Jacqui Barrett-Poindexter, MRW | April 25, 2013
It may seem obvious. You were invited to an interview with the hiring manager or recruiter. They beckoned you because they like your resume and believe you are qualified for the job. At this point, it’s all about the dialogue, and you are a fantastic interviewer, so what else do you need but yourself and your confidence – right?
Wrong. Sometimes less is not more. And, interviews offer an opportunity to strategically slide in a value-add here and there, depending upon the course the conversation takes.
Following are five ideas of value-add items to bring to the interview to help enhance your personal marketing message, compelling your interview forward:
1. Tweaked Resume: Even if you recently updated your resume, assess if a tweaked headline or modified achievement would more perfectly align your message with this specific interview.
Then, print off five to 10 copies of your resume from a quality printer using good, 24 lb. paper. Use a neutral, earthy tone: off-white, tan, light brown, gray or something similar. Show attention to detail, ensuring the watermark prints in an upright position. With a stack of freshly printed resumes in hand, you are equipped to distribute them to additional hiring decision makers who may unexpectedly arrive, empty-handed, at your meeting.
2. Toot-Your-Own-Horn Book: If you are in sales, this is an especially valuable tool. However, brag books needn’t be limited to sales-oriented interviews. Consider what visual representations of your value you could provide. Buy about a dozen 3-hole-punched sheet protectors in which to display your horn-tooting items. Examples include a thank-you note, a printout of a sales graph, an email from a happy client and a project milestone chart showcasing results of a mammoth project. What this book may consist of is only limited by your imagination and creativity. Think colorful and glimpse-able.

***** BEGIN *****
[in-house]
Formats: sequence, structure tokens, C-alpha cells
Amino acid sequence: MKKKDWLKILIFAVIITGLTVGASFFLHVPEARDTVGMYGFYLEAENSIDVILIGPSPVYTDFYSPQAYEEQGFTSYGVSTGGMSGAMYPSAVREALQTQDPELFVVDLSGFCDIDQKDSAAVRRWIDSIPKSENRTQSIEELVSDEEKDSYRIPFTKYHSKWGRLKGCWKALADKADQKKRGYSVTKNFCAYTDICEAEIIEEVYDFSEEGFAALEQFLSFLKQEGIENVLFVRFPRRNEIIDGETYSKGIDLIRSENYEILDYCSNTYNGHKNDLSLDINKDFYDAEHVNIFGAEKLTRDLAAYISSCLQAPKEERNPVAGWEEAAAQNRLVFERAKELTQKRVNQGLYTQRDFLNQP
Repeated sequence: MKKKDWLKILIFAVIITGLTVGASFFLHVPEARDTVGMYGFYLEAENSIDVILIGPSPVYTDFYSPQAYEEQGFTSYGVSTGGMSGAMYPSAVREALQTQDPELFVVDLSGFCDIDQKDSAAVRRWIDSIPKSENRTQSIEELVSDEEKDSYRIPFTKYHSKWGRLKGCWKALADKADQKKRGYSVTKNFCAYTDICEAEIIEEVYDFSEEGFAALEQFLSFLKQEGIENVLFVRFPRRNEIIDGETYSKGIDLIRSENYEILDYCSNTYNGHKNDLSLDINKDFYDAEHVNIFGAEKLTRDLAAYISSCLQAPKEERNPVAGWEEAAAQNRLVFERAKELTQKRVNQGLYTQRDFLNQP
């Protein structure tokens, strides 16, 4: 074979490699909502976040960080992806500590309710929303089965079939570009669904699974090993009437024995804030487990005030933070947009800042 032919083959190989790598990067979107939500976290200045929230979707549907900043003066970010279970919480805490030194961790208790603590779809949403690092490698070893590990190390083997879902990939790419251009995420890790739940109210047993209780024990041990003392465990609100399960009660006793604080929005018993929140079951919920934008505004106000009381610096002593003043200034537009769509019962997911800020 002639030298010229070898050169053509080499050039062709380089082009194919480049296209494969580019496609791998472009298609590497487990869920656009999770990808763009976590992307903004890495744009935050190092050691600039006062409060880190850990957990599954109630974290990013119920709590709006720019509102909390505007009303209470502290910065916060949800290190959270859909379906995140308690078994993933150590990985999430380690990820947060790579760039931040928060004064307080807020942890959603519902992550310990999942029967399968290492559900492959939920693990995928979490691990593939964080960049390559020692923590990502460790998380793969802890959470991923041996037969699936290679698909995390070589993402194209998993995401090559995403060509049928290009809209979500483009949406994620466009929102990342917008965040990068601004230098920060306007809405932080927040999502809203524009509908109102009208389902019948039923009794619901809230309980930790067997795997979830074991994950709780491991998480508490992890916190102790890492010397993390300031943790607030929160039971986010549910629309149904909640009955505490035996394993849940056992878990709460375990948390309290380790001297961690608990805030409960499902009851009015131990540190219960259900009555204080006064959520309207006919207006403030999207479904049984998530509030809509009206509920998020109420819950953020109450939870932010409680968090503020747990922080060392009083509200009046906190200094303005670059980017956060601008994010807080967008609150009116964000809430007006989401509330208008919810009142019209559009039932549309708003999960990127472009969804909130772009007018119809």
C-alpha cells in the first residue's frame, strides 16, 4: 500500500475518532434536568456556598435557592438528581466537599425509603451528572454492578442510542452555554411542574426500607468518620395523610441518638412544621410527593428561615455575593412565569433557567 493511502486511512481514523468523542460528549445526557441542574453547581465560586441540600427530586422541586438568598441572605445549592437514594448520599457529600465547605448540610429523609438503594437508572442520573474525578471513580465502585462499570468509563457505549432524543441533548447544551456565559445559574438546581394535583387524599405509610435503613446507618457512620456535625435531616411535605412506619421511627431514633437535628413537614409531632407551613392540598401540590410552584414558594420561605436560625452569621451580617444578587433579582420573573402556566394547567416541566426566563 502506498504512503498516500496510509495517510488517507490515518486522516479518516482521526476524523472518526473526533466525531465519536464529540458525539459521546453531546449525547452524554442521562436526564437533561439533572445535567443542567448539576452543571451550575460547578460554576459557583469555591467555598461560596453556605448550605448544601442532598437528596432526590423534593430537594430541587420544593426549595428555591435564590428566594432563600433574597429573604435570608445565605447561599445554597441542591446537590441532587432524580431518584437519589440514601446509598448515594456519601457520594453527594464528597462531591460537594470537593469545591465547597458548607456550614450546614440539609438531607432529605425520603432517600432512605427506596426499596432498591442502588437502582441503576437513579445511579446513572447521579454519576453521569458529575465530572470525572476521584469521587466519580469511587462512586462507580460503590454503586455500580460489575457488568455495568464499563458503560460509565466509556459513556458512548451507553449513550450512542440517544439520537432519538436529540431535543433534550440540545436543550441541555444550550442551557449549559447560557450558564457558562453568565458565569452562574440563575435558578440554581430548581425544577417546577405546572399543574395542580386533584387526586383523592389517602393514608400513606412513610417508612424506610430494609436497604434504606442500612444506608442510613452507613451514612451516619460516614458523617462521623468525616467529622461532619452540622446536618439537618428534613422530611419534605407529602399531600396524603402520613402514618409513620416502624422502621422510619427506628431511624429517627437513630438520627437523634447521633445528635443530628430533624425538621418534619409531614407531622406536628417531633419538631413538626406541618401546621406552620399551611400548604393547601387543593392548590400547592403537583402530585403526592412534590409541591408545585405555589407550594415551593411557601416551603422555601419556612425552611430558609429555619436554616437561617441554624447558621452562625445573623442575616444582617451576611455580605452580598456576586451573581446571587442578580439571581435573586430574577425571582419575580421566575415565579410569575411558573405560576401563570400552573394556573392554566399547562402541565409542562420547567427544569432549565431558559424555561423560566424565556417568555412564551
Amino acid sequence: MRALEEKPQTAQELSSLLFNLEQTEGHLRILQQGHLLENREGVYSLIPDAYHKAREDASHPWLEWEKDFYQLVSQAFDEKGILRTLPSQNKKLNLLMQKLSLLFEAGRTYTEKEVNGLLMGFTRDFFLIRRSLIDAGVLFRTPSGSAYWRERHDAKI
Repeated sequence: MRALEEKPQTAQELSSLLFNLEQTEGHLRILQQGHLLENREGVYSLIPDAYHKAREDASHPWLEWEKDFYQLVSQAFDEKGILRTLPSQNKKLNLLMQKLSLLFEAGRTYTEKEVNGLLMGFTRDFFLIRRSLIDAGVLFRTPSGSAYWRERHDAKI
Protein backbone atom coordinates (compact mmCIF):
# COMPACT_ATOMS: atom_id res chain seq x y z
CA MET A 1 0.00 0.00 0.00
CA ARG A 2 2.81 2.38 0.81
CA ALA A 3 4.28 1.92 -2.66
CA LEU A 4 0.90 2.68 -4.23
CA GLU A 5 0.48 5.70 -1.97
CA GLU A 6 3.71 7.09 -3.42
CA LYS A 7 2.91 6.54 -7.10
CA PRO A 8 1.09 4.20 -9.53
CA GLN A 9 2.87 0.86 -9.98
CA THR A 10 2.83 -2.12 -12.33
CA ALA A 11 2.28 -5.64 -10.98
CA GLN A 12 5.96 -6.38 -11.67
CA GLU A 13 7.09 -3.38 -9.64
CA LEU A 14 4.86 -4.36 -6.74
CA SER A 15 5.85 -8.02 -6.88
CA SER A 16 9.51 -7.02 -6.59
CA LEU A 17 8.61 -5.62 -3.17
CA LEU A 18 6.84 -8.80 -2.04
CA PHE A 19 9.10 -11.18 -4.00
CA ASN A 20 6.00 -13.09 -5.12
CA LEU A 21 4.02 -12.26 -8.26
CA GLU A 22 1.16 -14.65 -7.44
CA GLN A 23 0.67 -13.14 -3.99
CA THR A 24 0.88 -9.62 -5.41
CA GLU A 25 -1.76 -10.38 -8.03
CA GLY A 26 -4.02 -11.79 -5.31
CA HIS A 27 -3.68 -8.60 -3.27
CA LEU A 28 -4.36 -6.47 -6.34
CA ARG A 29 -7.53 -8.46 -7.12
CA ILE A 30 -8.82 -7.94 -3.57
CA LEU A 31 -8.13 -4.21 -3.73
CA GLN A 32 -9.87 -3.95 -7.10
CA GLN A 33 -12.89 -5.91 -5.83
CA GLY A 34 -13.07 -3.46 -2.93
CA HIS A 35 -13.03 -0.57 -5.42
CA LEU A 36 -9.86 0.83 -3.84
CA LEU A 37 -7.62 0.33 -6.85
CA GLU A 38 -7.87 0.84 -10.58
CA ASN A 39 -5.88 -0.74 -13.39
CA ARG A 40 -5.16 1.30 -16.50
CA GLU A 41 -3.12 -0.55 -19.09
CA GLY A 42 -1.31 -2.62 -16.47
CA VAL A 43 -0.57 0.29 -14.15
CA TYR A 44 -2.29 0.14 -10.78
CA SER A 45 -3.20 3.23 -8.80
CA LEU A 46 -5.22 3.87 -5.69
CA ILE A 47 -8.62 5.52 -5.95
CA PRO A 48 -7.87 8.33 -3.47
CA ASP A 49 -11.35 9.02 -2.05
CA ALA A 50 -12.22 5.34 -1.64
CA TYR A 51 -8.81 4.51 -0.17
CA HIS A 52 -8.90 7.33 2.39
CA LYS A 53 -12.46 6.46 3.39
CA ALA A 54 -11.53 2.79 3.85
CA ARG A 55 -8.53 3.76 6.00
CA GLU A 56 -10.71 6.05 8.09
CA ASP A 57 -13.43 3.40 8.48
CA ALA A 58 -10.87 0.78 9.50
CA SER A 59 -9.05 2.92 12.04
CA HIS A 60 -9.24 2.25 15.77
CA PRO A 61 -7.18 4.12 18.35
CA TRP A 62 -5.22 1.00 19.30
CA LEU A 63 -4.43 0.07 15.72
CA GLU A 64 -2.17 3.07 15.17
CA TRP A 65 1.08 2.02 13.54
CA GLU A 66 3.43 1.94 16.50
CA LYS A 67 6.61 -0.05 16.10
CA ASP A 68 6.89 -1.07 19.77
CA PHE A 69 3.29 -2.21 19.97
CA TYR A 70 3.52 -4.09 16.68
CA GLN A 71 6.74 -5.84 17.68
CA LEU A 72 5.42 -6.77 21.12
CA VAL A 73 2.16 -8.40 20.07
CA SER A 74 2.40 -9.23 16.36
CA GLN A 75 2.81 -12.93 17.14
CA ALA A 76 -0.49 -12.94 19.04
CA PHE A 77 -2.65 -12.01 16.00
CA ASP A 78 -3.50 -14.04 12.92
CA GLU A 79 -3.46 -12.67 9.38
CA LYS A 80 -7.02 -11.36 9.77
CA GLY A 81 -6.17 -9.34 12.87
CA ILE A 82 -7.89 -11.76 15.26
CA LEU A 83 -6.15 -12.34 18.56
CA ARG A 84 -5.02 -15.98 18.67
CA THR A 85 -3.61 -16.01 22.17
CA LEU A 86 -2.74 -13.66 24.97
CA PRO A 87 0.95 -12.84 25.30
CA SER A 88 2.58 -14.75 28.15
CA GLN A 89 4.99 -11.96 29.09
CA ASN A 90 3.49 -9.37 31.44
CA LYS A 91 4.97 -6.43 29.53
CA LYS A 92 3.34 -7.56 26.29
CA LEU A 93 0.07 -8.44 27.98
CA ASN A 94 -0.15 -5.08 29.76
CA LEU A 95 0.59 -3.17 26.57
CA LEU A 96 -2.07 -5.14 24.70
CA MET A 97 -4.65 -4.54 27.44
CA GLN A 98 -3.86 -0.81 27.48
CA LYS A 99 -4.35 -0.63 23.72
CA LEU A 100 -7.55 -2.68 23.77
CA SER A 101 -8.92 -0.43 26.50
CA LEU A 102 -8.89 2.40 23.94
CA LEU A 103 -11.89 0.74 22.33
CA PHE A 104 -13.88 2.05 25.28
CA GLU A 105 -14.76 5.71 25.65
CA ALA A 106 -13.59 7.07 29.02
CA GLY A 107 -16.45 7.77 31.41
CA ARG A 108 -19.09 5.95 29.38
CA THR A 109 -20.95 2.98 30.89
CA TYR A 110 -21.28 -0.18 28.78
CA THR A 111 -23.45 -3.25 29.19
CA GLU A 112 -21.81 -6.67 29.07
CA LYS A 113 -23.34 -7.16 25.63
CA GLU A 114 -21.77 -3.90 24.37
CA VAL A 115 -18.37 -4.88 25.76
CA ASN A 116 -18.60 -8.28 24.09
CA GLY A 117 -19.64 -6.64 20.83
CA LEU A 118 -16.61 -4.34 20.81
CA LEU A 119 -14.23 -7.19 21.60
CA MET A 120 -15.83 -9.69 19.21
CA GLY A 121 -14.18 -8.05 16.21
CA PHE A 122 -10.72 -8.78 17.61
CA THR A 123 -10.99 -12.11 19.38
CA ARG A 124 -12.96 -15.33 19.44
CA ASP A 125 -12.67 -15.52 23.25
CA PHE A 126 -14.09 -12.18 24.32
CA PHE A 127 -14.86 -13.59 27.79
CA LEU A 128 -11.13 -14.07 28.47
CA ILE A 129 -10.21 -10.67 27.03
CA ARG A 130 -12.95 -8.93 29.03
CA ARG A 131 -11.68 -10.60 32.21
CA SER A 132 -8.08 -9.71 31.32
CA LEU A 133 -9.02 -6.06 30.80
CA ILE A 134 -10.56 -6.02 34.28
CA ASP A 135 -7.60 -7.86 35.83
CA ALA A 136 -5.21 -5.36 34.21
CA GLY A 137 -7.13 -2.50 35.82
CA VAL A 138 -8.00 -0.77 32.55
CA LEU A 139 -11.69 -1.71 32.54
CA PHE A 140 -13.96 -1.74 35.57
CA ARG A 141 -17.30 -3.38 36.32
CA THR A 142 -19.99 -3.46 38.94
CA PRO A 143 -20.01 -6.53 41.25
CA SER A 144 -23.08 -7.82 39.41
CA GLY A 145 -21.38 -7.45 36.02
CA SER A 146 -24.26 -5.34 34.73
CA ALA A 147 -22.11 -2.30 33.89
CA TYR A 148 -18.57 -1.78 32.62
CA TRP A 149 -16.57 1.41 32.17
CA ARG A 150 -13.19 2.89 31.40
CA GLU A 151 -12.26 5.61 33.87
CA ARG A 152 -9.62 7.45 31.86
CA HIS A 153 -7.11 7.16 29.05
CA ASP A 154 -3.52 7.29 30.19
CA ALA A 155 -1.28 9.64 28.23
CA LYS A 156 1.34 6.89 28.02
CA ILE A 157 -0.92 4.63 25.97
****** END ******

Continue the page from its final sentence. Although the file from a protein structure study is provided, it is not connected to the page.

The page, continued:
3. Testimonials Page. While you may not be ready to hand off contact information of your valuable references during the initial interview, you could create a ‘testimonials’ page with a list of three to five key people (names only, without phone numbers and email addresses), who are wowed by the value you provide.
Diversify the references to include a client, a vendor, a senior executive, a colleague, a direct report and so forth. Then, organize the page to include three columns: 1. Name of person and their company affiliation; 2. Your relationship to that person; e.g., you and s/he collaborated on a specific project; you provided sales consultation to that person; or, you trained them in their new role, for example; and, 3. What they have said in the past about you or would say if approached today about your contribution to individual or team goals in relationship to saving time, trimming costs or adding to profits.
4. ROI Action Plan. Whether it’s your first interview or your third with the company, come prepared to articulate how you will hit the ground running to make an impact when hired – how you will return the company’s investment. You do this by communicating your action plan for solving their problems.
Naysayers will quip, “I have NO idea what the real problems my target company is facing until I am hired.”
The optimist will take initiative.
Vigorously search the Web using Boolean searches to unearth universal industry and sector issues. Determinedly search the Web for target company tidbits. Research using Glassdoor, LinkedIn or Facebook company pages, and scour online business journals, websites and other resources that drill down to potential challenges. Then, when building your strategy, speak to specific action plan steps you are prepared to take to resolve those issues during the first 30, 60, 90 days.
5. Marketing (Business) Card: Offered up as a mini-resume of sorts, your business card should include critical contact information such as your name, email, voicemail and your LinkedIn profile. It also should include your tagline, further underscoring your value, as well as a metric-based achievement result to add concreteness. Remember, there are two sides to a business card – use both.
While it is true that in some interviews you may simply be whisked in and out of a rigidly orchestrated meeting with no opportunity for additional information sharing, that is just one scenario.
In others, the conversation is more flexible and fluid. You must be proactive presenting your value through a variety of visually appealing and content-rich items. By preparing the above five weapons for your career interview arsenal, you will walk into the interview office more confident and empowered.http://www.glassdoor.com/blog/5-standout-bring-interview/